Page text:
Best book, author, and reader Twitter feeds

Are you tweeting now, and exploring who to follow?  Here’s a helpful link shared on Twitter by @thebookmaven, Bethanne Patrick, founder of the Friday Reads communities on Facebook and Twitter: “50 Addictive Twitter Feeds for Bookworms“.  It’s a good directory to browse for any author on Twitter.

Categories are Authors, Booksellers & Publishers, Reviewers & Book Lovers, News, and Groups.

In the Groups category are online communities and book clubs, including @fridayreads.

Here is the original tweet by @thebookmaven:!/thebookmaven/status/118682639992496128

Related Articles and Resources


How to find literary fiction book bloggers to review your book

I’ve compiled here a list of resources to help you find a reviewer.  But first, a few important points to keep in mind when pitching a book blogger:

  • Look for the blogger’s query guidelines, outlining the process you should follow to propose your book for their review. The process might be to send an email. It might be to fill out an online form.
  • Offer only a free copy of your book.
  • When a blogger reviews your book, follow them on social media channels and retweet / share their updates that announce and promote your book’s review.
  • For more on how to craft a book review pitch, there are many articles and blog posts out there — check out Paula Krapf’s “7 Simple Steps to Getting Your Book Reviewed“. Continue reading

Author’s guide to’s new @author feature

A new way for authors to engage with their readers is through a new @author feature on So far it’s in limited beta, with only a handful of participating authors, but hopefully soon will be more widely available for published authors who would enjoy connecting with readers in a Q&A format. This @author feature will allow readers to post a question to you the author, and as the author your set of answered questions will be available to readers from within your Amazon Author Page. Continue reading

Author’s guide to Facebook’s new Subscribe feature

It was Wednesday, Sept 14, 2011, when Facebook introduced the Subscribe button, and in doing so changed the debate on the value of the Facebook profile vs. Facebook business page for authors, which I discussed in an earlier article, “Author’s guide to Facebook account vs Facebook Pages“.

With this new feature, when you see a Subscribe button on an author’s profile, this means a fan of the author can click the Subscribe button to begin seeing the author’s public updates right in the user’s own News Feed. Continue reading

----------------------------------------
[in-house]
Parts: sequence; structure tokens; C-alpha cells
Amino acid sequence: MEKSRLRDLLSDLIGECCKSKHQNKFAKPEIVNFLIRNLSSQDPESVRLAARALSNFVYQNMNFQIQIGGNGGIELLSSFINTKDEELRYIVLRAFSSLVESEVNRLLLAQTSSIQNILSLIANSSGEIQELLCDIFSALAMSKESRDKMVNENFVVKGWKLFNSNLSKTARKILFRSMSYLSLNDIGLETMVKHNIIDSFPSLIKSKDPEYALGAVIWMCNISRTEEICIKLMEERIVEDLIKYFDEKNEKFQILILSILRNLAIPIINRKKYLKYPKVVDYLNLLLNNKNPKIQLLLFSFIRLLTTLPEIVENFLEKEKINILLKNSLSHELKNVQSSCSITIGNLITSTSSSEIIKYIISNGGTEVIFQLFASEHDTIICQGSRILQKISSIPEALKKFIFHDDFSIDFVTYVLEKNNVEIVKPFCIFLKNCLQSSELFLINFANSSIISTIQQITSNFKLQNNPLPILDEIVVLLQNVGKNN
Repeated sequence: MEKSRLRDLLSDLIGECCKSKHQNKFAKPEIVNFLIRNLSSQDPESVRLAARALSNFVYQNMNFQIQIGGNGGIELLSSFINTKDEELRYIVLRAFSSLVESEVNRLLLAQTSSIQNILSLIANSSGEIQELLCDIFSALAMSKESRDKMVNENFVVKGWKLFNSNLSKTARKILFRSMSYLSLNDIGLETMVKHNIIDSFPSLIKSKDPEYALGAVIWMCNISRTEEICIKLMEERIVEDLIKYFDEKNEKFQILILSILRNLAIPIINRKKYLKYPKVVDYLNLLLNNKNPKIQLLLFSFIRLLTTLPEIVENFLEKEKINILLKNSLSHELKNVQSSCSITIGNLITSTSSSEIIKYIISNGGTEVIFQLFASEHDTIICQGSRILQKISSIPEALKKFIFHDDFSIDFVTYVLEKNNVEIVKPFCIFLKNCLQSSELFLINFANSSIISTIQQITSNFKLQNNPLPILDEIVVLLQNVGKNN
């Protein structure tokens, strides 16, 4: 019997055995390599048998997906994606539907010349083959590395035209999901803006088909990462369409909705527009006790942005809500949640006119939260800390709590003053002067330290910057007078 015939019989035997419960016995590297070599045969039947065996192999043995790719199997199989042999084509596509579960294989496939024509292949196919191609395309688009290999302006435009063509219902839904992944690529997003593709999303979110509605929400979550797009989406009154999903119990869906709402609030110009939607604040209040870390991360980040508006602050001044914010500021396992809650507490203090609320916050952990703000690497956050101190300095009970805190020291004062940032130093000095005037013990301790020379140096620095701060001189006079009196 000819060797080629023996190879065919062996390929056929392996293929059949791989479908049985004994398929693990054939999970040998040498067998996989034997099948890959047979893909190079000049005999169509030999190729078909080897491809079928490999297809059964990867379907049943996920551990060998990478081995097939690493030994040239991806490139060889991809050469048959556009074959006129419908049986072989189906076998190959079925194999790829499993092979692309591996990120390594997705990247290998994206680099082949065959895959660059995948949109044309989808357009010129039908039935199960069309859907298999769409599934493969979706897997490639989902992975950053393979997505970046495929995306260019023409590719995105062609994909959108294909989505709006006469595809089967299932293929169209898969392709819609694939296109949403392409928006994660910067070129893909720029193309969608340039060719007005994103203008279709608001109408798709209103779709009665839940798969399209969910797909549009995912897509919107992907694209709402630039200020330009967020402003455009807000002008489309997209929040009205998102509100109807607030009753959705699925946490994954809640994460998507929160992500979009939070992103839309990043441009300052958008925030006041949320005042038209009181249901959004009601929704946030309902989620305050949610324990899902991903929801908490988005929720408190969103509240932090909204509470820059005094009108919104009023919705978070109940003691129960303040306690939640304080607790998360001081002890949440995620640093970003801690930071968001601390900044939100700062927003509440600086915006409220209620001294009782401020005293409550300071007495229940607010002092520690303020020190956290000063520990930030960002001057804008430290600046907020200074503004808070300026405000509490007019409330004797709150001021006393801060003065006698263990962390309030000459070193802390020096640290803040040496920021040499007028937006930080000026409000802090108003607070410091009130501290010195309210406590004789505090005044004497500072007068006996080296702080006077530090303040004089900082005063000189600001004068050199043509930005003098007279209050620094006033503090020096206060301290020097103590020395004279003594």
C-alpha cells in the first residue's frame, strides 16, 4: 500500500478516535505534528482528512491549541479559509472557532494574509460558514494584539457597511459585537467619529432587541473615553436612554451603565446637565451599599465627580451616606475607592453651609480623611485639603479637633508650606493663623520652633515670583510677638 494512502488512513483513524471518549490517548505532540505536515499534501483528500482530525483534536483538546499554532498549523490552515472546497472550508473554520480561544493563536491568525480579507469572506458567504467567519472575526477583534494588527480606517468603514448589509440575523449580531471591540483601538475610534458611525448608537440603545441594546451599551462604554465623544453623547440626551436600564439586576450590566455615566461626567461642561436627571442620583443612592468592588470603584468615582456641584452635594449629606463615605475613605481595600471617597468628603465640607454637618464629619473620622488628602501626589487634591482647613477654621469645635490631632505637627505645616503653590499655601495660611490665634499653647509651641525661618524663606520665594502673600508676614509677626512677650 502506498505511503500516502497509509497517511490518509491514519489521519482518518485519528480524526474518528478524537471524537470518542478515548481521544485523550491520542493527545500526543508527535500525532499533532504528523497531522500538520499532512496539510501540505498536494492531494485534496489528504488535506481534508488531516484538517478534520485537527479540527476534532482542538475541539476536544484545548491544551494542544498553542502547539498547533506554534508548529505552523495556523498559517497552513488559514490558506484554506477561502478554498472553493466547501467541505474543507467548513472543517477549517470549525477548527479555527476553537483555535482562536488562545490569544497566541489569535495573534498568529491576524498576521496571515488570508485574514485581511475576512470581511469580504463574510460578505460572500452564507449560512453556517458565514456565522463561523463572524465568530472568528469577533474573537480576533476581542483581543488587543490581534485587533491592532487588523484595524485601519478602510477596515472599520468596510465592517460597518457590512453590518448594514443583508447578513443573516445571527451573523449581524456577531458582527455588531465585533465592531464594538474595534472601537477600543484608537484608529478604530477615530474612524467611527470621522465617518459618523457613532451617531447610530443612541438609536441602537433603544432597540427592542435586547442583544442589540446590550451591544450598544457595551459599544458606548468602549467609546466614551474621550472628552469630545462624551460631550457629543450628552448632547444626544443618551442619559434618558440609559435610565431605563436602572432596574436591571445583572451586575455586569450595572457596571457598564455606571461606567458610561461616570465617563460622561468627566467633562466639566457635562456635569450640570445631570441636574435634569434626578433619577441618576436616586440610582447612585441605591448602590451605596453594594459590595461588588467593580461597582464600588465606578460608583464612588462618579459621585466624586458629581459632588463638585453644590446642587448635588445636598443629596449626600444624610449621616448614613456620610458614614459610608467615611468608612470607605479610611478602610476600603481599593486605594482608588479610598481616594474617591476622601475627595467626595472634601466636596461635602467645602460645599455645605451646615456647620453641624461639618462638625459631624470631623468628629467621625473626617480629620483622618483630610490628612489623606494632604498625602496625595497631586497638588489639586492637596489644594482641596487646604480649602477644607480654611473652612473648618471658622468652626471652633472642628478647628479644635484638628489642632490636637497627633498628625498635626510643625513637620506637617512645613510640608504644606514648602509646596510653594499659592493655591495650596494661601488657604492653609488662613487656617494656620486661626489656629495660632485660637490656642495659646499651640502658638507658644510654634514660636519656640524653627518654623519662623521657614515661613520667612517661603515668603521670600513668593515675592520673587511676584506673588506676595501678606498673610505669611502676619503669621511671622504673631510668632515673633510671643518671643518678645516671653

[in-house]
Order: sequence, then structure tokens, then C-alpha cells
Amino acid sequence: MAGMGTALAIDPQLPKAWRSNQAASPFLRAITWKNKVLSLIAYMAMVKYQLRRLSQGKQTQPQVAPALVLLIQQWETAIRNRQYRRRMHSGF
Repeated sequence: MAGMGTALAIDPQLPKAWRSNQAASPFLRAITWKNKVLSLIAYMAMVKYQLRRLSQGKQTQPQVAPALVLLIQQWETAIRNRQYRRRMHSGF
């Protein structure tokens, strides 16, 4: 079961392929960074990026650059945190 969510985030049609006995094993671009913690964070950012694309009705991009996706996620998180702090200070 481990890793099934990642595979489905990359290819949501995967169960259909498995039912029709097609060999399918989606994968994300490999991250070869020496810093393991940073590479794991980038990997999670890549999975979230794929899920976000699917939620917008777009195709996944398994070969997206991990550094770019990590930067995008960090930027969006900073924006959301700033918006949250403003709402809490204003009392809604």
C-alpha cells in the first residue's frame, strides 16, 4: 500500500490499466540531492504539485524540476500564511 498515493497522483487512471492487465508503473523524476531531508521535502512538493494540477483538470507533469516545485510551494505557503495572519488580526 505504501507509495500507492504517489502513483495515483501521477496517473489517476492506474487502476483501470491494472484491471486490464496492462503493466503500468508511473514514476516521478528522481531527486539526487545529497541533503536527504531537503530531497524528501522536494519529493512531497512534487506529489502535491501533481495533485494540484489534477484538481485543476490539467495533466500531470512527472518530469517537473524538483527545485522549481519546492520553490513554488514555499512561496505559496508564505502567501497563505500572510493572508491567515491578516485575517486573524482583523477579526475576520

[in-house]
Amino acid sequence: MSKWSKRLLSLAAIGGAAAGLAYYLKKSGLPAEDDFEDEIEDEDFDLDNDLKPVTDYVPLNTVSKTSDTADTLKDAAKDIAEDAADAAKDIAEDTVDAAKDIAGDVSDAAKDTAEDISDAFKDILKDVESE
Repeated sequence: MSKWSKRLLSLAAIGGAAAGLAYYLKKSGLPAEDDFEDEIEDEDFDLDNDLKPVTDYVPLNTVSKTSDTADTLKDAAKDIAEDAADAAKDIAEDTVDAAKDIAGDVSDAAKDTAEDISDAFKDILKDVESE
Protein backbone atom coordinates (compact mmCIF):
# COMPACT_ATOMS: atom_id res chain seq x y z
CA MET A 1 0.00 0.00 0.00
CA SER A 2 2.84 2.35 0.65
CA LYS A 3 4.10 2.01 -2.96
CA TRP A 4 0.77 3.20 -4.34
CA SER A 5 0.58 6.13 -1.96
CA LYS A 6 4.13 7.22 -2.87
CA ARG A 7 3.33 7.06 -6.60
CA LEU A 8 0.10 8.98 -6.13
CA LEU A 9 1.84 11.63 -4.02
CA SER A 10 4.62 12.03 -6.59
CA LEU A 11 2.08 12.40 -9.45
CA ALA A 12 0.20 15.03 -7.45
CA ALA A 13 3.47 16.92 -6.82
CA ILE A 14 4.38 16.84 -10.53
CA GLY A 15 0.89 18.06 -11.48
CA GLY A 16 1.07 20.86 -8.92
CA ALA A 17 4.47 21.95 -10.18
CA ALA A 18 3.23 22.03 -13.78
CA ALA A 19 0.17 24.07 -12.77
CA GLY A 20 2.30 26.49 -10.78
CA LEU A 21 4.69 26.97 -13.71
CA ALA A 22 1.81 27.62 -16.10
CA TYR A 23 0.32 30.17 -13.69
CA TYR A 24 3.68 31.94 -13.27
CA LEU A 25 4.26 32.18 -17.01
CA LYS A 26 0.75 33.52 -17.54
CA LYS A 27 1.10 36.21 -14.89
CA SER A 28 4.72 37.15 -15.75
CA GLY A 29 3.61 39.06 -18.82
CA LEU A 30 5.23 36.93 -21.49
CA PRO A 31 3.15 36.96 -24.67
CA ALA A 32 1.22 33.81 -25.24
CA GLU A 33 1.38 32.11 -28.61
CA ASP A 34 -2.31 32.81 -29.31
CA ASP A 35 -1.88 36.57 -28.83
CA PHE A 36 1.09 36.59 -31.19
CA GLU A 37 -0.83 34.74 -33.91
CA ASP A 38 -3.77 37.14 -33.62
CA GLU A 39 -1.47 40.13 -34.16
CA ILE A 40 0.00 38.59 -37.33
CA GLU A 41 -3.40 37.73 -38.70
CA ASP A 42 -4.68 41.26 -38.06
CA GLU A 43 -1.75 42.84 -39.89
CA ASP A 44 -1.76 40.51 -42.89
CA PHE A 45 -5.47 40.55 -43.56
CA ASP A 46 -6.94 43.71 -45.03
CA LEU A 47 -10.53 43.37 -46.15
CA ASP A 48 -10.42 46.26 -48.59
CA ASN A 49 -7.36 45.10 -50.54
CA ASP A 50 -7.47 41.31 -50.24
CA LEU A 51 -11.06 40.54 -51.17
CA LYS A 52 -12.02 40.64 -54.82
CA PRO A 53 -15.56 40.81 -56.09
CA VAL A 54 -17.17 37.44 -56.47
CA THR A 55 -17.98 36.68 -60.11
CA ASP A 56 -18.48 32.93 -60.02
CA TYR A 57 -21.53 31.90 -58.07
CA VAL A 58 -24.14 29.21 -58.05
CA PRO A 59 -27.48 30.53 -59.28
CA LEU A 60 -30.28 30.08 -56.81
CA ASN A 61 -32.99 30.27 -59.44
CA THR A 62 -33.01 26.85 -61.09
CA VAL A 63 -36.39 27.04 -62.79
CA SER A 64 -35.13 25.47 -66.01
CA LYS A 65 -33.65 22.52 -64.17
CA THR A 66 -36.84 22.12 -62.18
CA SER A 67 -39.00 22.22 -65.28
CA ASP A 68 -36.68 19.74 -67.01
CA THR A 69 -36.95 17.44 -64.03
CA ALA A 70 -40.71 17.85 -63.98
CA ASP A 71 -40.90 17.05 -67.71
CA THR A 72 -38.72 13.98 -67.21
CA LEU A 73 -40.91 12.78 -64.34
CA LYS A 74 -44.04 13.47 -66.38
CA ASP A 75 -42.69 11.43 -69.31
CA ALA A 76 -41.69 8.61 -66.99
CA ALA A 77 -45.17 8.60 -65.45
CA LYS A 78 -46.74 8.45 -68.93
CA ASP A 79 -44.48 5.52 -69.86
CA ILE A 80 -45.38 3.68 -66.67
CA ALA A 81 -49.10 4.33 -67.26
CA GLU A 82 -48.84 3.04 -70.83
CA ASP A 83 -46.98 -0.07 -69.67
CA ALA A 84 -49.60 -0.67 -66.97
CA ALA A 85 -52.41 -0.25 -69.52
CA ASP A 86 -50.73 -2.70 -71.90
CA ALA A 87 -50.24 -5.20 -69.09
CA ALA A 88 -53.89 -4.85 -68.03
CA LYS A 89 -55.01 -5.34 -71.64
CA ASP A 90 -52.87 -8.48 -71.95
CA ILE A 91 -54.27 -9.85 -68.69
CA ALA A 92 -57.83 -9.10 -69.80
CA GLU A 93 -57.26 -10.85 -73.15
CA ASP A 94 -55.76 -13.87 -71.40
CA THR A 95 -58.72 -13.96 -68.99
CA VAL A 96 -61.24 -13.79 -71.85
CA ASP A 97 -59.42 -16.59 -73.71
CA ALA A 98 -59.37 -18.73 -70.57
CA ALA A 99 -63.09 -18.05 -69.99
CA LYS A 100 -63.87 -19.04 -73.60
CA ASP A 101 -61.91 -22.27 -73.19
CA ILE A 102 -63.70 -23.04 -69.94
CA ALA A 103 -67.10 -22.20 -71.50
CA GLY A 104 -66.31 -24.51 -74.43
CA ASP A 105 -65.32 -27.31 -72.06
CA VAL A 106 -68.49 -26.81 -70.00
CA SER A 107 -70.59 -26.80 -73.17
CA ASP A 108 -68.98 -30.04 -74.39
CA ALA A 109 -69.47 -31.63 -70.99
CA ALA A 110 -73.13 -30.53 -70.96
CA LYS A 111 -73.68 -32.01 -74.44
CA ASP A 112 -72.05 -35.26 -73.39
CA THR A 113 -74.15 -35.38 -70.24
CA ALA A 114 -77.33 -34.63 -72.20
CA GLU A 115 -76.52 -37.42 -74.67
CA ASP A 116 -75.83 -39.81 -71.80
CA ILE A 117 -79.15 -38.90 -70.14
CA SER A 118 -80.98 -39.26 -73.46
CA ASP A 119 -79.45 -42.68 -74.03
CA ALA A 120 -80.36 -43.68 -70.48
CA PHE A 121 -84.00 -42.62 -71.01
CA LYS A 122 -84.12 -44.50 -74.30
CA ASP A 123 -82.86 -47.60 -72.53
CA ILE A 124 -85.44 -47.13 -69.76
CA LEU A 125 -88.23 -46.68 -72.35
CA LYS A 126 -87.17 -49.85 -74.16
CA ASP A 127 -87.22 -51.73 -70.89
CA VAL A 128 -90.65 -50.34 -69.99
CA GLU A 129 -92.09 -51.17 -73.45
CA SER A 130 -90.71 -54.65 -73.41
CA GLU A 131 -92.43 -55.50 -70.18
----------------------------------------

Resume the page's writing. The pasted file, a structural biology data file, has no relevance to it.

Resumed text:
How to merge duplicate Facebook author and book pages

Have you searched for your name on Facebook, and the name of your book? You’re likely to discover a mess of pages. Some of this can be cleaned up. This guide will take you through how to find and merge duplicate pages, using a search for “Kathryn Stockett”. Continue reading

Author promotion using #SampleSunday on Twitter and Facebook

Sample Sunday was originally an inspired idea by David Wisehart in December 2010 as a way for authors to leverage social media to share some of their work with readers.

The basic idea is that on Sunday the author puts some writing up on their blog, and then tweets it using the #SampleSunday hashtag. Folks on Twitter (commonly called tweeps) have a chance of coming across the tweet and clicking through to see the author’s writing. These are generally tweeps who are following the author or watching the #SampleSunday hashtag activity. Continue reading

How to share your book on Google+

Recently there was the brief post “How to Share a Book on Google+” on’s Galleycat blog, and if your digital strategy as an author has evolved far along enough to include Google+ in productive fashion, then it’s well worth a read. It cites a post from the Inside Google Books blog (from Google), “Share Your Favorite Books with Literary Circles on Google+“. The exciting news is that Google has aligned its Google Books library with Google+ in a way that makes sharing easy.

Example from the Google blog

If you’re looking for an intro to Google+, Galleycat has some solid Google+ helpful posts for authors. A good starting point seems to be “Promotional Tools for Writers on Google+“. Also take a look through Mashable’s comprehensive introduction to Google+: “Google+: The Complete Guide“.

Other links of interest on this topic:

Author’s guide to Facebook account vs Facebook Pages

I’ve written this article for authors who have an account (a profile) on Facebook, and are interested in learning how a Facebook Page can be of benefit — that is, is it worth the effort to create and manage one?

What’s a Facebook business Page?  A look at Jennifer Egan’s Facebook presence

The basic Facebook account is for people, and people have friends. The Facebook Page is for businesses, with a Like button, and followers (or fans) instead of friends. As an author, you might have a People page for your closer, more intimate friends, and you might have a business Page (capital P) for yourself to connect with your audience more as an author, less as a collection of intimate friends. Continue reading